The Fairytale Banks Of Paris And Vienna
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The Fairytale Banks Of Paris And Vienna

The Fairytale Banks Of Paris And Vienna

Don’t write off the long-term investment value of Europe’s ailing banks writes Matein Khalid, fund manager in a royal investment fund.

Gulf Business

European bank shares have been gutted in the past four years, as the sovereign debt crisis in Club Med has escalated into an existential crisis for the Euro. However, as Lord Rothschild advised posterity after he made a fortune in British gilts on the eve of the battle of Waterloo, “buy when blood runs in the street”. The point of maximum pessimism is often the point when bank shares trade as leprosy metrics on the stock exchange or an inordinate discount to book value. However, even the slightest transformation in a bank’s operating prospects, credit profile or balance sheet risk can mean a spectacular valuation rerating in a distressed bank’s share price. So Citicorp shares rose eightfold in the 1990s as the New York bank improved its problem real estate, leveraged buyout and Latin American loan book. Brazil’s Banco Itau rose ten fold after President Lula de Silva averted default on its external debt and engineered an epic fall in its sovereign risk. I am convinced a similar, long term opportunity exists in two of Europe’s preeminent banks whose shares could well double in 2013.

Take France’s BNP Paribas, the leading private bank in Western Europe. At 30 Euros, I believe BNP is grossly undervalued as investors simply do not appreciate the recent, spectacular transformation in its balance sheet. BNP Paribas shares are closely correlated to credit risk spreads in Club Med sovereign debt, which have fallen after Mario Draghi’s “do whatever it takes to save the Euro” speech. Sure, France is burdened with a Socialist President in the Elysee Palace and export exposure to Italy/Spain but BNP Paribas is a too big to fail global bank that has dramatically slashed its dependence on short term funding and reduced rollover risk in its asset/liabilities book.

In the past year alone, BNP’s capital ratio has risen by an incredible 180 basis points and the bank has halved its holdings in peripheral Europe government debt. BNP has hugely boosted client deposits and its long term funding base, slashed its footprint in dollar funding dependent cross border project/ trade finance and publicly announced its intention to reduce its loan/deposit ratio below 100 per cent. BNP’s Basel Tier Three capital ratio is nine per cent but it still trades at a rock bottom 0.5 times book value. A Waterloo metaphor is not really apt for a French bank but BNP truly meets Nathan Mayer Rothschild’s “blood on the street” doctrine. Will France go into recession? Yes. Does BNP own an Italian bank BNL? Yes. Does it have a huge London capital markets franchise? Yes. Is there integration risk in its takeover of the Belgian bank Fortis. Yes. This is the reason BNP trades at its Cinderella valuation at 0.5 times book value. This is also the reason why the shares could well double in Paris in 2013. Voila!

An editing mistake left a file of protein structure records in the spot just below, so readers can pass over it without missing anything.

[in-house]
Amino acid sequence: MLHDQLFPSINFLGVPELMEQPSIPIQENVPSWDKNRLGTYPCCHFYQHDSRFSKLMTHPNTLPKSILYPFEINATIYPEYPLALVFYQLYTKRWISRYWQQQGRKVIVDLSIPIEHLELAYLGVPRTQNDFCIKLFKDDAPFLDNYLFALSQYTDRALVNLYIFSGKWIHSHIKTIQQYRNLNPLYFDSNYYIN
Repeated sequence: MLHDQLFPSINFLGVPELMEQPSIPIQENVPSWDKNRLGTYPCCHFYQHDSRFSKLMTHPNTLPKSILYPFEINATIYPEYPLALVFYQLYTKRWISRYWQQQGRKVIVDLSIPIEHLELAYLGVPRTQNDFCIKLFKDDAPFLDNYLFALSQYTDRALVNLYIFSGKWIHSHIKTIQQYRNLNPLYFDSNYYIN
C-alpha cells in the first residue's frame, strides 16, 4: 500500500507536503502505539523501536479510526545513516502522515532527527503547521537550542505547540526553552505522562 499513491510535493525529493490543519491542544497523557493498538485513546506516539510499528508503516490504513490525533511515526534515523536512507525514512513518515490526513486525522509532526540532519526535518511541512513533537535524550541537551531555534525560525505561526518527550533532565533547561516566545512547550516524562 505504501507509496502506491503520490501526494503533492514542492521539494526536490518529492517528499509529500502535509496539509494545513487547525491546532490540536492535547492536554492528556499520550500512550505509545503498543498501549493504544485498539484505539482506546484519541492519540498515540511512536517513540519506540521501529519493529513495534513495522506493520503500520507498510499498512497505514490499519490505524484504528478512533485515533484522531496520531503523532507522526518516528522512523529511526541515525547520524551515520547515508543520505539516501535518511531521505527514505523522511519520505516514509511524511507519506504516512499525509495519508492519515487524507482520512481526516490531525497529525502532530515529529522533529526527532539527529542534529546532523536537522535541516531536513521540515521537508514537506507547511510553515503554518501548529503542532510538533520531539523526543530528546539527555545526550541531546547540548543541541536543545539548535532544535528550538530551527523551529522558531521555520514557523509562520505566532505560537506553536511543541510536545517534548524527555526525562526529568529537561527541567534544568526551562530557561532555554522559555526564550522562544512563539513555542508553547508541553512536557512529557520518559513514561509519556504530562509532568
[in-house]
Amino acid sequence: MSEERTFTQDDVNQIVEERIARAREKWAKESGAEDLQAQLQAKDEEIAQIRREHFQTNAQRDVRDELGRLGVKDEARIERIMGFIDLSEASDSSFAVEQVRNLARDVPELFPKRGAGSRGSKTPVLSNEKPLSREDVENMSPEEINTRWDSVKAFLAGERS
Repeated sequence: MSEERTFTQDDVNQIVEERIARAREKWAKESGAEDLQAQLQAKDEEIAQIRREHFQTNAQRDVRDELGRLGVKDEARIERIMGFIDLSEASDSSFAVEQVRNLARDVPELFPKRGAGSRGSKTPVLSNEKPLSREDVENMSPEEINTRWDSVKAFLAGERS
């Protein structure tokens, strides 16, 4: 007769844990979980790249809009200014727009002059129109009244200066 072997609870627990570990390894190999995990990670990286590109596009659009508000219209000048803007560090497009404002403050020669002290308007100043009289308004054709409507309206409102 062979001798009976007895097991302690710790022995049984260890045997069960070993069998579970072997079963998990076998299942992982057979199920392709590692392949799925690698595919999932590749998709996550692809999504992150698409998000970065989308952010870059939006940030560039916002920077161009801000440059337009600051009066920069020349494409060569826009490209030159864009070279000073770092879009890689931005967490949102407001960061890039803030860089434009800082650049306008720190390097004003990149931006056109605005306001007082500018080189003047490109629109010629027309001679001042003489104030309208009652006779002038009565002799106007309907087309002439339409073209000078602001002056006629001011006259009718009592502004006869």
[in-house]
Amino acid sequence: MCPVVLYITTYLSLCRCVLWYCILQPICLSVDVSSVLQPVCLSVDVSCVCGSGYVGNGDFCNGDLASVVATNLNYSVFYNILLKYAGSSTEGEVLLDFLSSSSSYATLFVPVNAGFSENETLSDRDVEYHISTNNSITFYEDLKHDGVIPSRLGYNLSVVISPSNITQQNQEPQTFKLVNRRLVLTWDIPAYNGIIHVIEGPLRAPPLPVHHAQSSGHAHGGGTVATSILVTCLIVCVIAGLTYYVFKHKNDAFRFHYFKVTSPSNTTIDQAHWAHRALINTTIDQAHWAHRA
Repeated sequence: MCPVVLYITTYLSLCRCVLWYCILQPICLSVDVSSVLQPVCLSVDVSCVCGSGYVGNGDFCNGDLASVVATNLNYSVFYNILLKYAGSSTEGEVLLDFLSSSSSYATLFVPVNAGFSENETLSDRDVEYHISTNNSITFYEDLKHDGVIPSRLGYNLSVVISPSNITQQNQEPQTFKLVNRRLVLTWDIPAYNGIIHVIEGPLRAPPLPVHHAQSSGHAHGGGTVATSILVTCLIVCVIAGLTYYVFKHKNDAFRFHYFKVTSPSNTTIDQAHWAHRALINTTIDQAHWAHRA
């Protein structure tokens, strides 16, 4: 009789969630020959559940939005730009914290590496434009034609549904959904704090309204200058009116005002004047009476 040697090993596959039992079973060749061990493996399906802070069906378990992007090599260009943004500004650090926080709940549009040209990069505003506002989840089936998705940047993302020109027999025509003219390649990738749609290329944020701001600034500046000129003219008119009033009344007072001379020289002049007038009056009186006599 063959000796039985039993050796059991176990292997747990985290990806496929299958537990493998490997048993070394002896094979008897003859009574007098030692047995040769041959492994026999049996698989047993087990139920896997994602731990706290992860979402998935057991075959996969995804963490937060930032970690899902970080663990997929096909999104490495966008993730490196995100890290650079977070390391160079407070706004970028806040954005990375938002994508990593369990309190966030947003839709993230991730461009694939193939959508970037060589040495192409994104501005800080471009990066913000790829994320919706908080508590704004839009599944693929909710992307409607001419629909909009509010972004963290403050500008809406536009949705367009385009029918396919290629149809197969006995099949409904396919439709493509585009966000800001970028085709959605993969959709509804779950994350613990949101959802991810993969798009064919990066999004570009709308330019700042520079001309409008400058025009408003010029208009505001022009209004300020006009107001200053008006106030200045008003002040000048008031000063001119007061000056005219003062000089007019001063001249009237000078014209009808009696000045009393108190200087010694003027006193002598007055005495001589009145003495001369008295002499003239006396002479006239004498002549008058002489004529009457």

The Hapsburg Empire that once dominated Central Europe is long gone but its spirit survives in Vienna’s Erste Bank, Austria’s largest lender whose pedigree goes back after the Napoleonic wars and the Congress of Vienna. Erste Bank owns 30 per cent of the retail banking market in the Czech Republic and Slovakia, two of the most stable, liquid, low banking penetration markets in Europe, apart from its dominant franchise in Austria. The bank has restructured its Hungarian business after Viktor Orban’s government intervened in the mortgage financial market and has hedged its Romanian exposure. Its footprint in troubled Serbia and Ukraine is marginal while Croatia and Slovenia are classic growth markets. The 2008 financial crisis was traumatic for the bank. The Austrian state injected 1.2 billion Euros in capital. The bank shocked the markets with a $1.1 billion loss, its first since 2008, due to Hungarian write offs and CDS trading. However, the markets excessively price its exposure to tail risks in peripheral Europe and Hungary. The bank’s valuation multiple is at classic Cinderella levels at 0.5 times book value. The shares trade at 15 Euros in Vienna. I believe sheet-earning growth will mean they double in 2013 to 28 – 33 Euros.


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